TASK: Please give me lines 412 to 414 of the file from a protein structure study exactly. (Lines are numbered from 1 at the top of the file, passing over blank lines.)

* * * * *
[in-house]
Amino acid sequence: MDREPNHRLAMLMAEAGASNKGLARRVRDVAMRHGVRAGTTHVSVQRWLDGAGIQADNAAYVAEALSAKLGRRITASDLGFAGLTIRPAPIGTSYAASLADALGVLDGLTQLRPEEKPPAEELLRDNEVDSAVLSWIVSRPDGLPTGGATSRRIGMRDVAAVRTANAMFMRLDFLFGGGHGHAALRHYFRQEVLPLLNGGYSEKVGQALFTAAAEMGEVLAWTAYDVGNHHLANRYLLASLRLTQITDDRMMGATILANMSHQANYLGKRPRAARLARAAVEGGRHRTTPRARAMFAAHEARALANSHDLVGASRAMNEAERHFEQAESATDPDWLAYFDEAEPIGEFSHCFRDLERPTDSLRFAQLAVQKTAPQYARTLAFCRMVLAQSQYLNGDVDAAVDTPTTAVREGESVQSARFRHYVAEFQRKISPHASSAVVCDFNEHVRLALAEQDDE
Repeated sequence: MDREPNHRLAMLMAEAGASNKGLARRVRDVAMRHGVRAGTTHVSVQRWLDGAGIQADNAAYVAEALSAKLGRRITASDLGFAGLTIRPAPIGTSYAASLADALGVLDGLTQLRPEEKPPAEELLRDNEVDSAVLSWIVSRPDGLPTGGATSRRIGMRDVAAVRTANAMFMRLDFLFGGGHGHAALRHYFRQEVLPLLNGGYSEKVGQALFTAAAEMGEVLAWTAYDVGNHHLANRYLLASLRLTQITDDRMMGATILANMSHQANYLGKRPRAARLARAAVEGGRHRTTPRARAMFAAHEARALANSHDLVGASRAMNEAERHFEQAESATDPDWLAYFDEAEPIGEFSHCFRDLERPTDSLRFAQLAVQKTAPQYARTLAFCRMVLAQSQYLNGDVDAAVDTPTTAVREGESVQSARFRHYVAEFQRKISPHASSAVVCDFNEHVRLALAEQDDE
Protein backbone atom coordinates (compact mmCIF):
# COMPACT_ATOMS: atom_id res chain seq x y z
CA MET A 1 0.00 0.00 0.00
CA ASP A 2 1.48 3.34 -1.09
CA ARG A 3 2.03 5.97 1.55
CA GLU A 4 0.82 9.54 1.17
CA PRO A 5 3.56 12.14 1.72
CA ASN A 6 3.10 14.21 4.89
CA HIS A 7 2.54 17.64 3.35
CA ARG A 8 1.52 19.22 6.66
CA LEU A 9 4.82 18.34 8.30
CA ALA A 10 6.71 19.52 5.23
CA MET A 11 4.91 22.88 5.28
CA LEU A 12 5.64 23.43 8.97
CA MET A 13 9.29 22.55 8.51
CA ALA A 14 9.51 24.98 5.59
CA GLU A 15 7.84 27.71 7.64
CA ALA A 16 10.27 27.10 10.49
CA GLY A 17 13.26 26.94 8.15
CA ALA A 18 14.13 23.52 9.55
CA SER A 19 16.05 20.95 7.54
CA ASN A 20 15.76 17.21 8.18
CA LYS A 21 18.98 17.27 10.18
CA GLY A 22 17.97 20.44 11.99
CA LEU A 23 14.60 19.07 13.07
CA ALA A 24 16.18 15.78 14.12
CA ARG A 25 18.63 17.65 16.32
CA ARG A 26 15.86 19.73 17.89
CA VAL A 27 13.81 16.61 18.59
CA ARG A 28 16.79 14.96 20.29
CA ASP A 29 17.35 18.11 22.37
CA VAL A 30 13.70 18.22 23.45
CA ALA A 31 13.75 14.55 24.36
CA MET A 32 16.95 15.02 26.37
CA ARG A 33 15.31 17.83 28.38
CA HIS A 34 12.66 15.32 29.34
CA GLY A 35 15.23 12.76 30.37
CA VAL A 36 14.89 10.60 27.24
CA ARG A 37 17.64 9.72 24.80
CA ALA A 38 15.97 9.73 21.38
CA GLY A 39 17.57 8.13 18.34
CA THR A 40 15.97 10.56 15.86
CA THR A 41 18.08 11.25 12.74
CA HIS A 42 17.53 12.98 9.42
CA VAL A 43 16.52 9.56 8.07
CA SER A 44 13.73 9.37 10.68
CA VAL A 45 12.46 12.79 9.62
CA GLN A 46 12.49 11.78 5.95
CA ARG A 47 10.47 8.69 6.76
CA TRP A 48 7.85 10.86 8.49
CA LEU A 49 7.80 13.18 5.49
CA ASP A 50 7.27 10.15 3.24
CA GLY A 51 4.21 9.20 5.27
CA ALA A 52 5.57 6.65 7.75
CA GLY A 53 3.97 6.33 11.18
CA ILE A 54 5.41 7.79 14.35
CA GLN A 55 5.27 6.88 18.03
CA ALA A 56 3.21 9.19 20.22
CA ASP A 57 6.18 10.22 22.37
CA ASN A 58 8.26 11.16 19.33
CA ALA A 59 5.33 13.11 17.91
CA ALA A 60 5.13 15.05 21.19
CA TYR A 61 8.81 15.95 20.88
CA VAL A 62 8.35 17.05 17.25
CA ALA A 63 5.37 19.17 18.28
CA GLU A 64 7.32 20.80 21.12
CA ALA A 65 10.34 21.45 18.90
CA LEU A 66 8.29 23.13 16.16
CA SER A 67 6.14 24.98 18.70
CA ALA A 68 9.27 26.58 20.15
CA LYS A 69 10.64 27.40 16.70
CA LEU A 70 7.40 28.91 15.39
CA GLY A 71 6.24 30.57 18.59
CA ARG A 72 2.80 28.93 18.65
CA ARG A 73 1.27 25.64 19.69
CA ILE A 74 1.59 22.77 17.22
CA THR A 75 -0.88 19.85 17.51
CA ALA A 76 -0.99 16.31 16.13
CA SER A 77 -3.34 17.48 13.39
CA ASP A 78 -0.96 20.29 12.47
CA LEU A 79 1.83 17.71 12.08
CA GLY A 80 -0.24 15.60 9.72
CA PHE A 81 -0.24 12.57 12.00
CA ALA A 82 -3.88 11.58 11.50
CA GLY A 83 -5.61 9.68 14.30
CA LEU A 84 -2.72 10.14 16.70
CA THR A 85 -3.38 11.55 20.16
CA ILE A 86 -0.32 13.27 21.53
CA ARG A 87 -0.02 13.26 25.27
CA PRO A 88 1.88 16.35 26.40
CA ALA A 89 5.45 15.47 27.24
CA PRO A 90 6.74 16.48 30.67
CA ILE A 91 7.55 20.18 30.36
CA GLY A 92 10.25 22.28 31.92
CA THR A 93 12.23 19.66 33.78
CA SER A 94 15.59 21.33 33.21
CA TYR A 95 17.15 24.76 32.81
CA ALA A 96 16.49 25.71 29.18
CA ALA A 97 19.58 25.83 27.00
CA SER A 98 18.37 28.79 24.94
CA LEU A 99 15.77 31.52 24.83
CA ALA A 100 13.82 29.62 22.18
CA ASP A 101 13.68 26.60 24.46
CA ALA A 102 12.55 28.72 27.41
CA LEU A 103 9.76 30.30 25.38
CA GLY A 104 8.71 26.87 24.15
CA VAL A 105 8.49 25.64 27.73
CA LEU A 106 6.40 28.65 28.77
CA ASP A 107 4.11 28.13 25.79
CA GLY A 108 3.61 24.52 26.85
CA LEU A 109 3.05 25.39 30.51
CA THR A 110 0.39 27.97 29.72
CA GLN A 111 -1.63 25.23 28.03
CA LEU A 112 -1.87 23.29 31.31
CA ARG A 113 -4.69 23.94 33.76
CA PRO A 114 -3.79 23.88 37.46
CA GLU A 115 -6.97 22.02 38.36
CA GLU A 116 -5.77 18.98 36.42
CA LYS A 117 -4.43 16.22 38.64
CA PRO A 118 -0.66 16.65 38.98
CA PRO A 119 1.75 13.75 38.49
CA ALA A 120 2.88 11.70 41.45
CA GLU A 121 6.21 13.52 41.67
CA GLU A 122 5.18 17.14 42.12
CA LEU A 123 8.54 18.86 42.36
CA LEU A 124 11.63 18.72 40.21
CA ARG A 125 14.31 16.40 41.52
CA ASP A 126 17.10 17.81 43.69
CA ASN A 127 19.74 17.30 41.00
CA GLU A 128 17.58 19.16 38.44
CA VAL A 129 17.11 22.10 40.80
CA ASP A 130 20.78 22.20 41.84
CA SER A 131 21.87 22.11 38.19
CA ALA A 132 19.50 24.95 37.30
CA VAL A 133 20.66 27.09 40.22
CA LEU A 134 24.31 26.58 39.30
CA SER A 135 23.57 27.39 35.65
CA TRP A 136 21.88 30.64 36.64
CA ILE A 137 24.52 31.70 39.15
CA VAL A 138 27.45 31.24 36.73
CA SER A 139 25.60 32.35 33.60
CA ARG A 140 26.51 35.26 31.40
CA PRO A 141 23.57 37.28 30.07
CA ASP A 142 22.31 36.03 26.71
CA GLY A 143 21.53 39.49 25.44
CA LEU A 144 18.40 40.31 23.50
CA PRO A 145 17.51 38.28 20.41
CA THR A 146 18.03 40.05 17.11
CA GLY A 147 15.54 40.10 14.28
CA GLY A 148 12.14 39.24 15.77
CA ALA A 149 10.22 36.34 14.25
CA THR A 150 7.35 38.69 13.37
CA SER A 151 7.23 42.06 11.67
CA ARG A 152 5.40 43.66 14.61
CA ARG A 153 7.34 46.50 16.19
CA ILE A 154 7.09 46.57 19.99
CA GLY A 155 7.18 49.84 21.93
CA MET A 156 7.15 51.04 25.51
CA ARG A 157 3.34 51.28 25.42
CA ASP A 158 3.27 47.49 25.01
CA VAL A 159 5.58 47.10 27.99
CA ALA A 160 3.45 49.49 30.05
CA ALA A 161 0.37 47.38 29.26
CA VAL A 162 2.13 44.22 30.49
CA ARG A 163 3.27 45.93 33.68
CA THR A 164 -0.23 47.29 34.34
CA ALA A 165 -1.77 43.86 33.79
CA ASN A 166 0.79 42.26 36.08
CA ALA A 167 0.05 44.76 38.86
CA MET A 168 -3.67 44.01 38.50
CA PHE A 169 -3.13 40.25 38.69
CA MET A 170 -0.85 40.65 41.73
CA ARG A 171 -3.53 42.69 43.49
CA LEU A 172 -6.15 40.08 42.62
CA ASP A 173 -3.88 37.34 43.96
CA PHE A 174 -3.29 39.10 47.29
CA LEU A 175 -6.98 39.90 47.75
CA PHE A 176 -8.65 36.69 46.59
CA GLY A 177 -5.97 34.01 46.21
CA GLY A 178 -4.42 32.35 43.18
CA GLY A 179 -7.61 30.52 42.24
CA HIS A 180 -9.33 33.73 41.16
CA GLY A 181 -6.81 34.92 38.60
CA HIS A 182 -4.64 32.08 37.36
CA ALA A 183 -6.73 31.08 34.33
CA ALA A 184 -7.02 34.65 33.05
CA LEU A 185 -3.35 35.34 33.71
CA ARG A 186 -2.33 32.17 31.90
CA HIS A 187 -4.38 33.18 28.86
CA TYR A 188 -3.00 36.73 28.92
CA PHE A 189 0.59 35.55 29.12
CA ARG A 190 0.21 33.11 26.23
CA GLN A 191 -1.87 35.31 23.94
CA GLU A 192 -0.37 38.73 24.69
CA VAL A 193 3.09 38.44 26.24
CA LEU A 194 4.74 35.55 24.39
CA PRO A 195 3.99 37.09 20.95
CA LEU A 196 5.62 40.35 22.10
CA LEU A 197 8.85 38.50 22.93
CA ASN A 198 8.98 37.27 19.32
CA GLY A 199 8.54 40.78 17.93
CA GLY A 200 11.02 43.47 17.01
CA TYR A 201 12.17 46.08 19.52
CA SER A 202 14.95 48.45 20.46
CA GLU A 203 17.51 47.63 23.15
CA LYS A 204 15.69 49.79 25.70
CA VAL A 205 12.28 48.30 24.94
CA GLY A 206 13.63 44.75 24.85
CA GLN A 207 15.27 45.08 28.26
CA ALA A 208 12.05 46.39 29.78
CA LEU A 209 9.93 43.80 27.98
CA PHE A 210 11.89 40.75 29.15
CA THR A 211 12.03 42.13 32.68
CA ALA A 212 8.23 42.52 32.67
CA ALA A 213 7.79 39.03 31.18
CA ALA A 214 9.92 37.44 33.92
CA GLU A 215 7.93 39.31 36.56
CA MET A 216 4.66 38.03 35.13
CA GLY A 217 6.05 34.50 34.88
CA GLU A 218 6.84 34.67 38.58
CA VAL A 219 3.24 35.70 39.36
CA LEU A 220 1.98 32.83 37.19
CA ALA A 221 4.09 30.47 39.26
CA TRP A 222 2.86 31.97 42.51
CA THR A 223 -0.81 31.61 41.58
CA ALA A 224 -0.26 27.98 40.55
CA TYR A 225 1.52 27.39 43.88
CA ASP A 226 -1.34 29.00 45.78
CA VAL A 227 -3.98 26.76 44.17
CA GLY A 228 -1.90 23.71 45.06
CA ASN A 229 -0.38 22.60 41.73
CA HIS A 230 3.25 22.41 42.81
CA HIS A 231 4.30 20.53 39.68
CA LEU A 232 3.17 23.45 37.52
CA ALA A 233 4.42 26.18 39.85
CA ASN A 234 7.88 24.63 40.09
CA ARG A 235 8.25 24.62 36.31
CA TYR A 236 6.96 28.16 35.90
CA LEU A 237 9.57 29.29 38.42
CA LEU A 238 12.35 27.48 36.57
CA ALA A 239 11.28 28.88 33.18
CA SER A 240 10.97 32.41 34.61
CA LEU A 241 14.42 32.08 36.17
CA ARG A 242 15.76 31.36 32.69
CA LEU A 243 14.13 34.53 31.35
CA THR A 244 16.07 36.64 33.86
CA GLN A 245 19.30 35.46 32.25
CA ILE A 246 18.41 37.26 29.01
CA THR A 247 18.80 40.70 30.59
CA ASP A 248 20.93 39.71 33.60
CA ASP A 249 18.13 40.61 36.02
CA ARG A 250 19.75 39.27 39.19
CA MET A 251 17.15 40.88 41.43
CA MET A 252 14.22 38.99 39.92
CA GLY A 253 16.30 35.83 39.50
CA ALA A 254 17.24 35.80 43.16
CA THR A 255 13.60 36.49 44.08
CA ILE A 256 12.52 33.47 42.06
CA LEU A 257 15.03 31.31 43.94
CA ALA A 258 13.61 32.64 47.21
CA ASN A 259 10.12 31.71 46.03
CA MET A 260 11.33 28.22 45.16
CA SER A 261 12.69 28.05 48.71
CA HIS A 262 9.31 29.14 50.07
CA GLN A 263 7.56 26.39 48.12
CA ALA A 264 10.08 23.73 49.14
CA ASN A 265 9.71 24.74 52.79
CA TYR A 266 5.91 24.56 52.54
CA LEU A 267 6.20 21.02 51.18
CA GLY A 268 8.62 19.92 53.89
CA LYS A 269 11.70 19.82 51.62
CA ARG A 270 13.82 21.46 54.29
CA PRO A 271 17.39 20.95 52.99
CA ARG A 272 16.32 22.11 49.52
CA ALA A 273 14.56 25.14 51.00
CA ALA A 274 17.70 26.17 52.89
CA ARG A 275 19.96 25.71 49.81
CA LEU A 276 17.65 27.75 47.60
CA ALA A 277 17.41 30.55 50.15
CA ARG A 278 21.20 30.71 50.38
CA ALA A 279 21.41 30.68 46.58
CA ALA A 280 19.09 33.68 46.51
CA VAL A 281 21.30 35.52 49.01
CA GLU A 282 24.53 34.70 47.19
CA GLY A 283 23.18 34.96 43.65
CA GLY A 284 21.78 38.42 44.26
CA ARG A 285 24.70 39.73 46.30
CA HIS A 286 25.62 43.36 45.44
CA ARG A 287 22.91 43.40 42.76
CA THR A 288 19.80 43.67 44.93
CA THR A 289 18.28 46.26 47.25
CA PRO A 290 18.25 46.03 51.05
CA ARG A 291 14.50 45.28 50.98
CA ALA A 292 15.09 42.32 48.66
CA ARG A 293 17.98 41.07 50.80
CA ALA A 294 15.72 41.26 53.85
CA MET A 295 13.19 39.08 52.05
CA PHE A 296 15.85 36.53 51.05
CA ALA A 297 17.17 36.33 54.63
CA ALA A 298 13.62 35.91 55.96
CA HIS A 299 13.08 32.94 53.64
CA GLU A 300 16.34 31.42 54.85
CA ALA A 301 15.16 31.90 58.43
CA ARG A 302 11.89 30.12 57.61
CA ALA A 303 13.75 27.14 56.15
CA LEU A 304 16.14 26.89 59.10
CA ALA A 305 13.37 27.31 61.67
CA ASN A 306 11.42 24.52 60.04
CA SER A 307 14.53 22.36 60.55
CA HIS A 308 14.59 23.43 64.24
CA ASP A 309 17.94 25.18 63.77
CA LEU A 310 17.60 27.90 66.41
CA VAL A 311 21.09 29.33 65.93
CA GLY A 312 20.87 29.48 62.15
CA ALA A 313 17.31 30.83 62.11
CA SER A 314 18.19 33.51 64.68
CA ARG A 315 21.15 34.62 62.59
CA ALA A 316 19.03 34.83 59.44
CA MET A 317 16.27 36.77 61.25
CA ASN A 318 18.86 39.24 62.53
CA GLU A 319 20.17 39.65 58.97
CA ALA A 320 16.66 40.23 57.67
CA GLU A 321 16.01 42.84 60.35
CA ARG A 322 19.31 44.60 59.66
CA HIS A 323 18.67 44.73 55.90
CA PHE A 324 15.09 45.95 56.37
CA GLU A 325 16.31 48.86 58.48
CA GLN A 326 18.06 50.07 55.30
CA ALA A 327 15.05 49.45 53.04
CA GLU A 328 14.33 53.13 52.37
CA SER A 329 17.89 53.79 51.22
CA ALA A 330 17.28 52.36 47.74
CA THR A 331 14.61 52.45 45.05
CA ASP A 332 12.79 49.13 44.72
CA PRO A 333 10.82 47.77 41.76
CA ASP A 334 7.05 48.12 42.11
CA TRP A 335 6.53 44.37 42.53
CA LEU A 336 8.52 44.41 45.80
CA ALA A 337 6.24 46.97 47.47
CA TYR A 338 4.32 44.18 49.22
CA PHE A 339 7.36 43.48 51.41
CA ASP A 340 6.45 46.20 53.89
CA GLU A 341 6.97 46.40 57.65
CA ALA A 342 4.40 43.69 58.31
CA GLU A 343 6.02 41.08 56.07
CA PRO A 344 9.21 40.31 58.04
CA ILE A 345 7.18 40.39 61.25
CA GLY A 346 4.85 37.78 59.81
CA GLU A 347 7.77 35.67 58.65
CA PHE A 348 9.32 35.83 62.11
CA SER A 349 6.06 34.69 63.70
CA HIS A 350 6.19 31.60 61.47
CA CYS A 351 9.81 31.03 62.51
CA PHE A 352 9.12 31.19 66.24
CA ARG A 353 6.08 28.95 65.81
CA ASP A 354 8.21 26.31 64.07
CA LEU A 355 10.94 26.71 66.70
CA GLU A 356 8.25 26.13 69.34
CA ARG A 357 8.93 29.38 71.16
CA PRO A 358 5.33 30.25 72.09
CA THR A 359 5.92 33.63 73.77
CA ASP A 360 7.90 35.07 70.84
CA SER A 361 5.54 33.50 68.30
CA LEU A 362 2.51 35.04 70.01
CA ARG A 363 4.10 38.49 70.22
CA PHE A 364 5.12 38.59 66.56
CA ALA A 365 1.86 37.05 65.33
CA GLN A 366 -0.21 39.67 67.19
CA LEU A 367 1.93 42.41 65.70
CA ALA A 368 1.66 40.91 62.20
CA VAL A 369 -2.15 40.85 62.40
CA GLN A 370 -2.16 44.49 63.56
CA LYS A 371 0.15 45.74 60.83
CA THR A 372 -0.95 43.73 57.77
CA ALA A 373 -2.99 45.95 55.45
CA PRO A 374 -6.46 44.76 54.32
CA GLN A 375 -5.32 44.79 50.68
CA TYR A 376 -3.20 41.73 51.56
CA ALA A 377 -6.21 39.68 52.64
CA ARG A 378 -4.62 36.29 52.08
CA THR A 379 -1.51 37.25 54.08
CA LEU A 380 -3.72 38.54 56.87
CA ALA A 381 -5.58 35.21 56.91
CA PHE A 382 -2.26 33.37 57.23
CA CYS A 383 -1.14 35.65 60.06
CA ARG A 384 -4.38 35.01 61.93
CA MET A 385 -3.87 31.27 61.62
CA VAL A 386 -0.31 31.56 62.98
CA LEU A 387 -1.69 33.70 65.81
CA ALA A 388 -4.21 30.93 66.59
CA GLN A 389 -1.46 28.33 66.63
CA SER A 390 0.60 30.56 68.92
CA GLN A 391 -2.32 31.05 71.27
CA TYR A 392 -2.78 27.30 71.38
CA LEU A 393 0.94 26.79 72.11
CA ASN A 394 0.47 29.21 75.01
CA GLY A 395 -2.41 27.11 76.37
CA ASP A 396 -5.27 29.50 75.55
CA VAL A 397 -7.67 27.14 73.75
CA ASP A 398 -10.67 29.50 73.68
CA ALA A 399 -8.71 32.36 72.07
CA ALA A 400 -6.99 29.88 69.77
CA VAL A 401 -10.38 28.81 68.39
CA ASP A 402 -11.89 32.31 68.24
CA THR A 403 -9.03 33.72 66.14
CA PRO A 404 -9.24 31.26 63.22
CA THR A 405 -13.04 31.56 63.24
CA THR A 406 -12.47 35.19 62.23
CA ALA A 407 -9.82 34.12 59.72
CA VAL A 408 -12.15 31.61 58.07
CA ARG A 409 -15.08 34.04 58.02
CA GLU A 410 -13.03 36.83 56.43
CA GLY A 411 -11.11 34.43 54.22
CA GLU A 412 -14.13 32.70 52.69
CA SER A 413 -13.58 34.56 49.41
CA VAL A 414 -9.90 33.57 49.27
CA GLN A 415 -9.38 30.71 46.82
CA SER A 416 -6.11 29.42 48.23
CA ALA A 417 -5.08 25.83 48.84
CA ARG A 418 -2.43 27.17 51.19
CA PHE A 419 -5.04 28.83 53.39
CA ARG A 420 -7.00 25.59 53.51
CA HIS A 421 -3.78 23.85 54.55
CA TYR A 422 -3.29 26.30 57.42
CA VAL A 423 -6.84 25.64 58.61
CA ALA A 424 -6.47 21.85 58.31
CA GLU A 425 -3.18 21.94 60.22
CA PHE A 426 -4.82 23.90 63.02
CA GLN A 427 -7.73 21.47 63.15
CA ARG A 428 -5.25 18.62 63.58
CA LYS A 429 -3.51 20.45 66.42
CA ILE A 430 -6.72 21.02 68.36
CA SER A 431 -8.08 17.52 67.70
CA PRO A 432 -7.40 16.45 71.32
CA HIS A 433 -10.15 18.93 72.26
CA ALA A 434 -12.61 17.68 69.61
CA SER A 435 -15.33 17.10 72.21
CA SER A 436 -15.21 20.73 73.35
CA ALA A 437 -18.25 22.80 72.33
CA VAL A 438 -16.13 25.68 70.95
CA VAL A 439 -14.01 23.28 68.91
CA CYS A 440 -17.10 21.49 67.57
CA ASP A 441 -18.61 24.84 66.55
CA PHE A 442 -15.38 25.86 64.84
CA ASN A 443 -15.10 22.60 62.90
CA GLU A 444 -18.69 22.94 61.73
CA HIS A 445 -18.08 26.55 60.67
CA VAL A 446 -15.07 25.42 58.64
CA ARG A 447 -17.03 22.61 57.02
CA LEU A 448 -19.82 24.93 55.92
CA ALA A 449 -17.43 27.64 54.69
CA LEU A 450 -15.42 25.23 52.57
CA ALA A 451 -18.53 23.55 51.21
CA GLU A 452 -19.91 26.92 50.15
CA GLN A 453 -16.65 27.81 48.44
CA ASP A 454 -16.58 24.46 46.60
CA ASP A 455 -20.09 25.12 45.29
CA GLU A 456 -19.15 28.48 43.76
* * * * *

CA ALA A 407 -9.82 34.12 59.72
CA VAL A 408 -12.15 31.61 58.07
CA ARG A 409 -15.08 34.04 58.02